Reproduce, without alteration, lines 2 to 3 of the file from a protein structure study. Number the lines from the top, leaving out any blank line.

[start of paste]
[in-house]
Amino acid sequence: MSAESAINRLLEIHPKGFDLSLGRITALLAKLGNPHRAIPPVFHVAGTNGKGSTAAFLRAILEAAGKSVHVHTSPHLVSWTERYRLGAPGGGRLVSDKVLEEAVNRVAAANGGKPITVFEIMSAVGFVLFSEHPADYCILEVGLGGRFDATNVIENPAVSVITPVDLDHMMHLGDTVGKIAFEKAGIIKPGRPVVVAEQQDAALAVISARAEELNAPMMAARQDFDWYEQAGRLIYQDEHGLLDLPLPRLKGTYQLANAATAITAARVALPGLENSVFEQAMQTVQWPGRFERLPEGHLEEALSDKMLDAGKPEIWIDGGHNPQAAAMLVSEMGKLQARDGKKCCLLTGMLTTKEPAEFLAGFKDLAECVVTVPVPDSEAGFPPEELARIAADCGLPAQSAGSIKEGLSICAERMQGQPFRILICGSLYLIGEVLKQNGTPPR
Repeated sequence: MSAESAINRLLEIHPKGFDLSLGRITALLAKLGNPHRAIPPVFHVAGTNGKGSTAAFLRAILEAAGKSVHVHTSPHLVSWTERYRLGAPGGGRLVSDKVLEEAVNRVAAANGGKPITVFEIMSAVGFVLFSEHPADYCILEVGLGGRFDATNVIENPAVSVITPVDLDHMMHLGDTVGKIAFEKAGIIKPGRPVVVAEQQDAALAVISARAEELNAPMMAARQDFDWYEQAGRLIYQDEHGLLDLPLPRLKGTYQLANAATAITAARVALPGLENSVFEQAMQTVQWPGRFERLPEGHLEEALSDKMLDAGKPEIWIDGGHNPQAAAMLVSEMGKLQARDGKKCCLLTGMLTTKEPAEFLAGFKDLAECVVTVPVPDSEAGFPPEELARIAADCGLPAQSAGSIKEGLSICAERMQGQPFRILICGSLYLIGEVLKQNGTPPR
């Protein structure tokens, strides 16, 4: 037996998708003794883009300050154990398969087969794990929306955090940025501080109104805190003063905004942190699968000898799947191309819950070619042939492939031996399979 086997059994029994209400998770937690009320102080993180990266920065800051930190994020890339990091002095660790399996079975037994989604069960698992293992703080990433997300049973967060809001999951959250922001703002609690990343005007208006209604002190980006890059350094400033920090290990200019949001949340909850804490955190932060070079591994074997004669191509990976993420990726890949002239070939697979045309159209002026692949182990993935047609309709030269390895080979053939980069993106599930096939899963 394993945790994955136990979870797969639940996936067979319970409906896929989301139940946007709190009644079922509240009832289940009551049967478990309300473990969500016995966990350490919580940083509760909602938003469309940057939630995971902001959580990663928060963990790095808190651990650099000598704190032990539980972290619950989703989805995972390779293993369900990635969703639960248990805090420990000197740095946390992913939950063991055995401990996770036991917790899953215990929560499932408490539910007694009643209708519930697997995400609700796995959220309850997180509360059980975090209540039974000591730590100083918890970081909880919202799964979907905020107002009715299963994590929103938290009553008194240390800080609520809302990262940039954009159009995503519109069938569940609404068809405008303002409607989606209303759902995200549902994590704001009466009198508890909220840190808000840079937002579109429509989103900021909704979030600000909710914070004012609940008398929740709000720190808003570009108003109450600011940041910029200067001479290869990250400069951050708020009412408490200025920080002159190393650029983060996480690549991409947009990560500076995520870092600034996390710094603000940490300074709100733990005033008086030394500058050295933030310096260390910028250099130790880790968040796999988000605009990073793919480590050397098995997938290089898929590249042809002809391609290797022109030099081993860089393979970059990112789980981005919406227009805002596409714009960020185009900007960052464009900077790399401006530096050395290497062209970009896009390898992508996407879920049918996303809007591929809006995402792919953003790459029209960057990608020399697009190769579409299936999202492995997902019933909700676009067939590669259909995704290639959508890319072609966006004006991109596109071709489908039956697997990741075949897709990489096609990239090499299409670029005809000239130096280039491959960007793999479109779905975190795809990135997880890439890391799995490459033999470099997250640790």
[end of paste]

Amino acid sequence: MSAESAINRLLEIHPKGFDLSLGRITALLAKLGNPHRAIPPVFHVAGTNGKGSTAAFLRAILEAAGKSVHVHTSPHLVSWTERYRLGAPGGGRLVSDKVLEEAVNRVAAANGGKPITVFEIMSAVGFVLFSEHPADYCILEVGLGGRFDATNVIENPAVSVITPVDLDHMMHLGDTVGKIAFEKAGIIKPGRPVVVAEQQDAALAVISARAEELNAPMMAARQDFDWYEQAGRLIYQDEHGLLDLPLPRLKGTYQLANAATAITAARVALPGLENSVFEQAMQTVQWPGRFERLPEGHLEEALSDKMLDAGKPEIWIDGGHNPQAAAMLVSEMGKLQARDGKKCCLLTGMLTTKEPAEFLAGFKDLAECVVTVPVPDSEAGFPPEELARIAADCGLPAQSAGSIKEGLSICAERMQGQPFRILICGSLYLIGEVLKQNGTPPR
Repeated sequence: MSAESAINRLLEIHPKGFDLSLGRITALLAKLGNPHRAIPPVFHVAGTNGKGSTAAFLRAILEAAGKSVHVHTSPHLVSWTERYRLGAPGGGRLVSDKVLEEAVNRVAAANGGKPITVFEIMSAVGFVLFSEHPADYCILEVGLGGRFDATNVIENPAVSVITPVDLDHMMHLGDTVGKIAFEKAGIIKPGRPVVVAEQQDAALAVISARAEELNAPMMAARQDFDWYEQAGRLIYQDEHGLLDLPLPRLKGTYQLANAATAITAARVALPGLENSVFEQAMQTVQWPGRFERLPEGHLEEALSDKMLDAGKPEIWIDGGHNPQAAAMLVSEMGKLQARDGKKCCLLTGMLTTKEPAEFLAGFKDLAECVVTVPVPDSEAGFPPEELARIAADCGLPAQSAGSIKEGLSICAERMQGQPFRILICGSLYLIGEVLKQNGTPPR